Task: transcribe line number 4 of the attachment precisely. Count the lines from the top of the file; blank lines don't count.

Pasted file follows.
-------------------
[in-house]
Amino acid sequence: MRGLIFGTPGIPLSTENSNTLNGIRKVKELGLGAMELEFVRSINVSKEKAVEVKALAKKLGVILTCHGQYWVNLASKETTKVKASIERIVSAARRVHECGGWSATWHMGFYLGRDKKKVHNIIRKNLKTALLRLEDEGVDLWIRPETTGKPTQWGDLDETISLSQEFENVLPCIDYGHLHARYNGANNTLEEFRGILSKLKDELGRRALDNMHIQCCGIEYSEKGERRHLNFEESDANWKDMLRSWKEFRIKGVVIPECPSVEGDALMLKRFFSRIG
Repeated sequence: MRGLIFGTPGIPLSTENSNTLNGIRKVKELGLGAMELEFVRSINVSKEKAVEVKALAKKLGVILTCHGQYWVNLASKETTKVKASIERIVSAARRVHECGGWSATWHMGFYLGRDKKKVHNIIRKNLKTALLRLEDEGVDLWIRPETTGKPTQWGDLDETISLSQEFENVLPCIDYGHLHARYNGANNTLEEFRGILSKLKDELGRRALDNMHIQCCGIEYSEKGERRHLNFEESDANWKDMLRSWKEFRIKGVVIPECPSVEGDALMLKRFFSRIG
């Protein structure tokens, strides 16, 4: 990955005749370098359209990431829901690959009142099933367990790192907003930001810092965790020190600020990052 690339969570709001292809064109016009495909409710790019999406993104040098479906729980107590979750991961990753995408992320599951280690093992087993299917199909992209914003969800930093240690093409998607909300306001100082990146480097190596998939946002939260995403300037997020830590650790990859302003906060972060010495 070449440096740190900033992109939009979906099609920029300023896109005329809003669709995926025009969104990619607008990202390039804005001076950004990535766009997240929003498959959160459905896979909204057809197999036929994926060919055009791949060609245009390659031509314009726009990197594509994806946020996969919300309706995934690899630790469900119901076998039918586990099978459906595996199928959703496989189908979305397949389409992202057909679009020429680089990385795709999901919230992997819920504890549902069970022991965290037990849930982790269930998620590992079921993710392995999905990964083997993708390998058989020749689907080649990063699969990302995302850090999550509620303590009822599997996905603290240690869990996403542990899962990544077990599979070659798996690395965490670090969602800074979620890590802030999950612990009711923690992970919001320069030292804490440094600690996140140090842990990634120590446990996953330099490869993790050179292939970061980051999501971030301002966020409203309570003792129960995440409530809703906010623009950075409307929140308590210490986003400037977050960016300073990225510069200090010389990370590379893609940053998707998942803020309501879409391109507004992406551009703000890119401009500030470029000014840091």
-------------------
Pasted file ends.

């Protein structure tokens, strides 16, 4: 990955005749370098359209990431829901690959009142099933367990790192907003930001810092965790020190600020990052 690339969570709001292809064109016009495909409710790019999406993104040098479906729980107590979750991961990753995408992320599951280690093992087993299917199909992209914003969800930093240690093409998607909300306001100082990146480097190596998939946002939260995403300037997020830590650790990859302003906060972060010495 070449440096740190900033992109939009979906099609920029300023896109005329809003669709995926025009969104990619607008990202390039804005001076950004990535766009997240929003498959959160459905896979909204057809197999036929994926060919055009791949060609245009390659031509314009726009990197594509994806946020996969919300309706995934690899630790469900119901076998039918586990099978459906595996199928959703496989189908979305397949389409992202057909679009020429680089990385795709999901919230992997819920504890549902069970022991965290037990849930982790269930998620590992079921993710392995999905990964083997993708390998058989020749689907080649990063699969990302995302850090999550509620303590009822599997996905603290240690869990996403542990899962990544077990599979070659798996690395965490670090969602800074979620890590802030999950612990009711923690992970919001320069030292804490440094600690996140140090842990990634120590446990996953330099490869993790050179292939970061980051999501971030301002966020409203309570003792129960995440409530809703906010623009950075409307929140308590210490986003400037977050960016300073990225510069200090010389990370590379893609940053998707998942803020309501879409391109507004992406551009703000890119401009500030470029000014840091």